SM7 Smash Box Review

manufacturer: Ibanez date: 06/07/2005 category: Guitar Effects
Ibanez: SM7 Smash Box
The Smash Box is the most aggressive weapon in the Tone-Lok distortion arsenal. Armed with obscene amounts of gain, tight low end, and searing highs, the Smash Box is the heavy rock sound for the contemporary guitarist.
 Sound: 7.4
 Overall Impression: 8.1
 Reliability & Durability: 8
 Ease of Use: 8.7
 Overall rating:
 8.1 
 Reviewer rating:
 8.1 
 Users rating:
 8.1 
 Votes:
 53 
reviews (11) pictures (2) 22 comments vote for this gear:
overall: 8
SM7 Smash Box Reviewed by: mesaboogieman, on june 07, 2005
3 of 4 people found this review helpful

Ease of Use: Great pedal, great sound. Very easy to use, although can be a bit difficult to tweak it to your perfect sound. It has, drive knob, lo and hi equalizer knobs to get treble/bass sounds and ba; ance the whole thing out, and a level/volume knob. There are also two switches, a void control, which cuts out all the backround noise, and also increases the palm muting technique, great for Pantera/Metallica/Slayer etc etc. There is also a smooth/sharp switch, pretty self explanatory. Sharp is a grinding, driving distortion good for a lead solo that you want to make stand out, only problem is you have to kneel down mid-song a switch it from the smooth. The smooth is the setting I use mostly, I do not use the voids as they take too long to cut out the noise. // 8

Sound: I use and Epiphone les Paul with a Marshall 80w Valvestate, the only other effect I use is a Crybaby wah pedal. I wouldn't recommend using the "sharp" effect when playing loud, you get an extremely uncomfortable squealing sounds, I replace my 3 leads once a month, its either the pedal or my setup. Equalizers can be tricky, I always use 8-10(max) bass and fiddle around with the treble until it sounds right. // 6

Reliability & Durability: This pedal is built like a brick, pure metal, literally. I've dropped this down my stairs while carrying my guitar and amp at least twice, solid as a rock it is. I dont gig much as I only have half a band, but if I did, I wouldn't take a backup, just bring some batteries as it drains easily! // 10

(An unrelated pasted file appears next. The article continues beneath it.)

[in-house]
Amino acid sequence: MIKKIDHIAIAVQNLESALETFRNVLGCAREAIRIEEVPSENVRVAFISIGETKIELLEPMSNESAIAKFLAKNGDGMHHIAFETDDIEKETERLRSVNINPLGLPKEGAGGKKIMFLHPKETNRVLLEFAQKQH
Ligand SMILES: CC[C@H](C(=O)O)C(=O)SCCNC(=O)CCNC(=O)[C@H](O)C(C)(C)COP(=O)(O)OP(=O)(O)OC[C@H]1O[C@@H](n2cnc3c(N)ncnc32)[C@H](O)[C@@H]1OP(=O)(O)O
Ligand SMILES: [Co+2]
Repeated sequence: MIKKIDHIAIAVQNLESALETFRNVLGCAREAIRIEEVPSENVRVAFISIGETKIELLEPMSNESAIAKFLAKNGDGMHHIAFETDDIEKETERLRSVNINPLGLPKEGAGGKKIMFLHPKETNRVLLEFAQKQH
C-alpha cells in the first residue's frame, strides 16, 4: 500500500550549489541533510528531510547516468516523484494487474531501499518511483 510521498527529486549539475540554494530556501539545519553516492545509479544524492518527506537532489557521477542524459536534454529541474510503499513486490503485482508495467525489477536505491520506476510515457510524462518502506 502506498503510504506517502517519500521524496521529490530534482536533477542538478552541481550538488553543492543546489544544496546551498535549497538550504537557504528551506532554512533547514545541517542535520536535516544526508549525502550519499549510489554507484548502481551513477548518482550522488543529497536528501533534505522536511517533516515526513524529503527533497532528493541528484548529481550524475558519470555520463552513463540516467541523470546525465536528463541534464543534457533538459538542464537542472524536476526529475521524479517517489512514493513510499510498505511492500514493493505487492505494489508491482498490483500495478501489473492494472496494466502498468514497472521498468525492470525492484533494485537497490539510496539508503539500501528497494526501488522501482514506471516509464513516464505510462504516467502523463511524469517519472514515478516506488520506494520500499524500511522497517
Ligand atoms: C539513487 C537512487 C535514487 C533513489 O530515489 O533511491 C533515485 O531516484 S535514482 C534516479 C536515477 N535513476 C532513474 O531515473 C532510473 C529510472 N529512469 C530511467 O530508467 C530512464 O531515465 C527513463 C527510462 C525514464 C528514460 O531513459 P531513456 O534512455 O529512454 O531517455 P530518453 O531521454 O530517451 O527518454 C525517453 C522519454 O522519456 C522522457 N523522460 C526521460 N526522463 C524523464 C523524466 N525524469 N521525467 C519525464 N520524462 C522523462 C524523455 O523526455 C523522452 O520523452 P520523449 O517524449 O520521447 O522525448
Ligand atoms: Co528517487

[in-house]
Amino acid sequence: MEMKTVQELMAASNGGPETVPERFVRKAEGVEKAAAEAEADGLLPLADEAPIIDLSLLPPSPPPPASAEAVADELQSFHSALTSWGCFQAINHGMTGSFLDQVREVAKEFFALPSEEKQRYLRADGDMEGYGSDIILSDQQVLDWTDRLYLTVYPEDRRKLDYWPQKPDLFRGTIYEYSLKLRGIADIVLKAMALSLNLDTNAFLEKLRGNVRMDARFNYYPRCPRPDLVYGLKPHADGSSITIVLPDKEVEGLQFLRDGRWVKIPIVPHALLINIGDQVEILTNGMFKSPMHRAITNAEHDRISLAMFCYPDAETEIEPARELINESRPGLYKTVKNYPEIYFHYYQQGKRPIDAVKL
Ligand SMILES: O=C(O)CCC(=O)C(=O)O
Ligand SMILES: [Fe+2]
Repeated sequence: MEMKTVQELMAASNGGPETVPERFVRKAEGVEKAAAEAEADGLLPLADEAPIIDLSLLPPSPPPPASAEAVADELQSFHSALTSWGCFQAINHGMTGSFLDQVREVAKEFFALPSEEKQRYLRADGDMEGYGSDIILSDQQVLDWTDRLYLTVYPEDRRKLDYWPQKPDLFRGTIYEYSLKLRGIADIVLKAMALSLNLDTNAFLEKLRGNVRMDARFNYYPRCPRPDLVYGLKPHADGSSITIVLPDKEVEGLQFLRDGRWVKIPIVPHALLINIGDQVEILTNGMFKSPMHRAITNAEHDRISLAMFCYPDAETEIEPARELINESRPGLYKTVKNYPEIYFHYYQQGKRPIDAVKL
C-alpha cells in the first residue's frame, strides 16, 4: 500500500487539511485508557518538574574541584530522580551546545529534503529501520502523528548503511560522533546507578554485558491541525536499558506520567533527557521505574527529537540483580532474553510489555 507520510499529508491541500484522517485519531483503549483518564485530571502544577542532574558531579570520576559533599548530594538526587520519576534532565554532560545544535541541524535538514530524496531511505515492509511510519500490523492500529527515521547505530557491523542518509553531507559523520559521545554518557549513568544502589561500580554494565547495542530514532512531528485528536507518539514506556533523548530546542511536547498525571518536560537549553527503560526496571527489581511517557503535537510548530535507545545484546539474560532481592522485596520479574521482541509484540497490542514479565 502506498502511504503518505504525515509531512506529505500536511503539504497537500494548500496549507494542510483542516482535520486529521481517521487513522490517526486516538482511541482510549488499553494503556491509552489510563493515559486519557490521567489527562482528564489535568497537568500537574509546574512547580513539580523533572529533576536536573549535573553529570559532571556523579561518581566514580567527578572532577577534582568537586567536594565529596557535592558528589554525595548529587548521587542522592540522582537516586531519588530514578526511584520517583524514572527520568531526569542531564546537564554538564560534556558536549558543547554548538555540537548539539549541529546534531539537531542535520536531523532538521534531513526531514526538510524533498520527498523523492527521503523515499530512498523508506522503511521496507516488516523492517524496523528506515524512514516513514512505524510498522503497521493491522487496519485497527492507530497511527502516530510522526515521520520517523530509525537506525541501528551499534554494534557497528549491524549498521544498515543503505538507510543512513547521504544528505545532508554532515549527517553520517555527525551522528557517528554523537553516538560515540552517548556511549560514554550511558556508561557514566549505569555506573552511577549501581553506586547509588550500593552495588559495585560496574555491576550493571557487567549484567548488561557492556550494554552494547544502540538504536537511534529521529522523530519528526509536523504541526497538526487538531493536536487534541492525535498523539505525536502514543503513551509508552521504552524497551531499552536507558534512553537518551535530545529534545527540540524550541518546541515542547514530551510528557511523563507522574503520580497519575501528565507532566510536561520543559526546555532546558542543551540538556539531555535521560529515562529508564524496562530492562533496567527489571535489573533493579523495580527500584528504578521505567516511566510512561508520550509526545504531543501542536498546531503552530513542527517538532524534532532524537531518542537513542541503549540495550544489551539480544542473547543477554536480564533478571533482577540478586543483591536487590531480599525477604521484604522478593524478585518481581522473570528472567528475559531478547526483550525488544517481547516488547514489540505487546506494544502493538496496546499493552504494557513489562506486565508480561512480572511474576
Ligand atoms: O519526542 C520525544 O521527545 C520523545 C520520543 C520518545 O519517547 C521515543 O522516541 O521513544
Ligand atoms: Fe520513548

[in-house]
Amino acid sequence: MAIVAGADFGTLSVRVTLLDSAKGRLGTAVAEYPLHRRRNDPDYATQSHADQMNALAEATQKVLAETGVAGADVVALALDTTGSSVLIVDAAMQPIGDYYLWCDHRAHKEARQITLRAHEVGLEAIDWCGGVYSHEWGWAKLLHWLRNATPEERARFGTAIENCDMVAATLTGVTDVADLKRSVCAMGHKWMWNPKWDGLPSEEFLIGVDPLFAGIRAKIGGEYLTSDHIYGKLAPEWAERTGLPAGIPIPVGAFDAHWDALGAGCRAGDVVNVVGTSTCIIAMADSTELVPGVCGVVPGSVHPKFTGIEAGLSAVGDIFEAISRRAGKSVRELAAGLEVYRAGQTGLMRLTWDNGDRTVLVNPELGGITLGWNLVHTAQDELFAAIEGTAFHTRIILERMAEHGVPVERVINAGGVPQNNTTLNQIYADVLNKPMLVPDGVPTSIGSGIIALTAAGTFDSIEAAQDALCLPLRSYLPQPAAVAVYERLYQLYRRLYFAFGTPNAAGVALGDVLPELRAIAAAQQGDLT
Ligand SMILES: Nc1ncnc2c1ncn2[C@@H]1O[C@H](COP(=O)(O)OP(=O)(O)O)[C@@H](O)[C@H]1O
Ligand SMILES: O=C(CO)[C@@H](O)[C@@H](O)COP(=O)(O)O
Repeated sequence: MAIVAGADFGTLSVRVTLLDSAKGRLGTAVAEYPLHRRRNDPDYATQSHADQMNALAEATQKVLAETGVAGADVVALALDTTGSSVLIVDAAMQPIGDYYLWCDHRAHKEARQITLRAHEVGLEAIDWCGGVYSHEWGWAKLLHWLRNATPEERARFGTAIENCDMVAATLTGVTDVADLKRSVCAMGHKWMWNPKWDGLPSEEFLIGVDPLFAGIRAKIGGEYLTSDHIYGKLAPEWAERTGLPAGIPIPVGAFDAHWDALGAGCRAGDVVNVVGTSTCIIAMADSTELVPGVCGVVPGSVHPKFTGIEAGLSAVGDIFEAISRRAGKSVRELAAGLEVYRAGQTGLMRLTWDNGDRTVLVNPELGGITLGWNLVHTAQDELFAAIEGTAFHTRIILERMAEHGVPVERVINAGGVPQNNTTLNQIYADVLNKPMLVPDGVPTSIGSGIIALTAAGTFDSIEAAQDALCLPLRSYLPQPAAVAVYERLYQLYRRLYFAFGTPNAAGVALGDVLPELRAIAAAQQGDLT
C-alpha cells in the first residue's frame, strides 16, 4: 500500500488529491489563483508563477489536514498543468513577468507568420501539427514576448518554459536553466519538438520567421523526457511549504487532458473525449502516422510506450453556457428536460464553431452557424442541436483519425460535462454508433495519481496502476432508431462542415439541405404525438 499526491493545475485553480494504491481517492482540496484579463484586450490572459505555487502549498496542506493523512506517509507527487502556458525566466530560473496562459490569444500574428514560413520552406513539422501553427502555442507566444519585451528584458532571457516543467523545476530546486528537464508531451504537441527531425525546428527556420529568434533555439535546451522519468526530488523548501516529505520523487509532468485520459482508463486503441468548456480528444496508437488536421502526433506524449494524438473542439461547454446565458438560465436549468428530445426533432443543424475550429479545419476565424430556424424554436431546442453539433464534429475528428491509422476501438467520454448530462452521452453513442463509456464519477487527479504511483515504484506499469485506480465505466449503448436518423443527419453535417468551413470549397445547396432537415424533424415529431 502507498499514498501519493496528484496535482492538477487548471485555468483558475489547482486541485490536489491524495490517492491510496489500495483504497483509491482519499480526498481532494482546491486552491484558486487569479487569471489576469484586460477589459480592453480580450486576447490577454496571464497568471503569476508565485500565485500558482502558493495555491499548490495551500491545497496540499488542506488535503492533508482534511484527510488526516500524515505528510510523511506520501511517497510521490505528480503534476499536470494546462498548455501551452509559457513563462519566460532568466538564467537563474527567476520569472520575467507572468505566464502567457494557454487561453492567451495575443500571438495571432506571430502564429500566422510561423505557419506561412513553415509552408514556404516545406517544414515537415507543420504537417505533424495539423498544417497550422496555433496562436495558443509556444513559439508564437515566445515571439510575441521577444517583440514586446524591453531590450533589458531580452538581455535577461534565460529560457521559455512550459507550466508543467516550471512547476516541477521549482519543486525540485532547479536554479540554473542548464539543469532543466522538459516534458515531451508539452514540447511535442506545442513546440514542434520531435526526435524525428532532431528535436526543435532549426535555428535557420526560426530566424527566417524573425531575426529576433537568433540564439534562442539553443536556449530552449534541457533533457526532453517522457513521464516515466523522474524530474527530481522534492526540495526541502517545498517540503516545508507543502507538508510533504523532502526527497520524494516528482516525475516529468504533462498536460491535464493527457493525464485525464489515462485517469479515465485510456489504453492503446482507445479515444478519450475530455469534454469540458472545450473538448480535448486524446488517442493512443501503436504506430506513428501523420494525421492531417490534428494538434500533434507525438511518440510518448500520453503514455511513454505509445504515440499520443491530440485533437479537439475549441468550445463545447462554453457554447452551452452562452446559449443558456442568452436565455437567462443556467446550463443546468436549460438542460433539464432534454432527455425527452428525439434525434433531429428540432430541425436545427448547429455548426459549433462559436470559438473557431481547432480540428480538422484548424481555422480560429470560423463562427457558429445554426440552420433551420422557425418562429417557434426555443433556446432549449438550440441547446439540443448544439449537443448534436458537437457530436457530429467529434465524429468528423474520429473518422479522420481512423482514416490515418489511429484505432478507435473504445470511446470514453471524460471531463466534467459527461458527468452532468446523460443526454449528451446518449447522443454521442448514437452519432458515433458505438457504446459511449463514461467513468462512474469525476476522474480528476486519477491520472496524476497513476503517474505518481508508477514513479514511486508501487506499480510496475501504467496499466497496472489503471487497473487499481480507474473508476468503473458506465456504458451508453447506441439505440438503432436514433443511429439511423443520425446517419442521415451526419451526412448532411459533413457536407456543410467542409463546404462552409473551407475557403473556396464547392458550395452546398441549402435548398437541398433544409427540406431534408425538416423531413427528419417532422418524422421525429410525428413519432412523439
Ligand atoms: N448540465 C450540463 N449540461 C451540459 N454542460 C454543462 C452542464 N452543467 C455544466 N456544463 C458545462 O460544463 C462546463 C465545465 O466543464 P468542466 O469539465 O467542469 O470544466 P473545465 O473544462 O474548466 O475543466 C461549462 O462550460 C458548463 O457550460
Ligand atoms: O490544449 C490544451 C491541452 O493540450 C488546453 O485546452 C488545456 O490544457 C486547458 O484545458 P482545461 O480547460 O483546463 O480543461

Overall Impression: I play mostly Metallica, Iron Maiden, Pantera, Slayer, Venom, Motorhead and Sabbath. You can get all these sounds on the smooth setting with drive half way up. I've been playing 4 years this summer, I own an Ibanez Flanger/Chorus (Tonelock, same range as the Smash Box) and Crybaby wah pedal. If this pedal was stolen, I wouldn't buy it again, I think I would go for a Boss Metal Zone, as I played this after I bought the Smash Box and enjoy its range alot more. My favourite feature of this pedal I htink has to be the fact you can get so many ranges of sounds, AC/DC, not too heavy stuff, quite treble, then crank the drive and the bass equalizers up and youve got Cowboys From Hell! I just wish it wouldnt drain the battery so quick, I've even started diconnecting the battery altogether when not using it! My overall impression: try out different pedals first, I never played this before I bought it because it was a gift, I would recommend this, or the Boss Metal Zone, the only other pedal I can compare this to is The Black Paisley Liquid Metal Pedal. // 8

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overall: 9.5
SM7 Smash Box Reviewed by: unregistered, on december 25, 2003
1 of 1 people found this review helpful

Ease of Use: It's the easiest thing to use. Crank up the distortion and level to get a really good, heay sound. It has a void setting so you can filter out all the un-wanted hissing noises. It also has a sharpness switch but that doesn't make much difference. // 10

Sound: I'm using it with a Westfeild les paul through a 35w Cruiser amp. You can get a hiss but it sounds better with the void on medium setting. The distortion is great for a metal/heavy rock sound. It has a self discovered cut off switch (distort thru amp, hit pedal with level on 0 and it will cut off). It's a great sounding piece of kit. // 10

Reliability & Durability: It's made of solid aluminium and has push in switches. It's a very durable pedal. It's also quite small so it doesn't get in the way. I'm having trouble with cables coz my room is 13' by 16' and I'm using two 20 ft cables. :$ // 8

Overall Impression: I play Heavy Rock/Metal (e.g Metallica, AC/DC etc) so it's a perfect match, it's got a chunky,Heavy sound. I've been playing nearly 12 months and this is the first pedal I've had but it's so easy to use it's like I've had it for years. If I needed to replace it I'd probably go for something more expensive for a few more effects/more distortion :p. I think that it's only lacking one thing as a pedal for the sort of music I play, an octave drop switch so I don't have to tune the basturd down every 2 minutes. Overall, if you're on at relatively toght budget, this is the way to go, after all, Ibanez IS one of the best available. // 10

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overall: 9
SM7 Smash Box Reviewed by: Emenius Sleepus, on september 20, 2004
1 of 1 people found this review helpful

Price paid: $ 98.8

Ease of Use: Good sound just emanates from this stompbox, easy to use, even a baby can do it, there's a manual with basic instructions that are well written, and contains several sound settings. Plenty of features, including a basic bass and treble EQ, level and gain, a switch for the included noise gate and sharp or smooth edge. // 10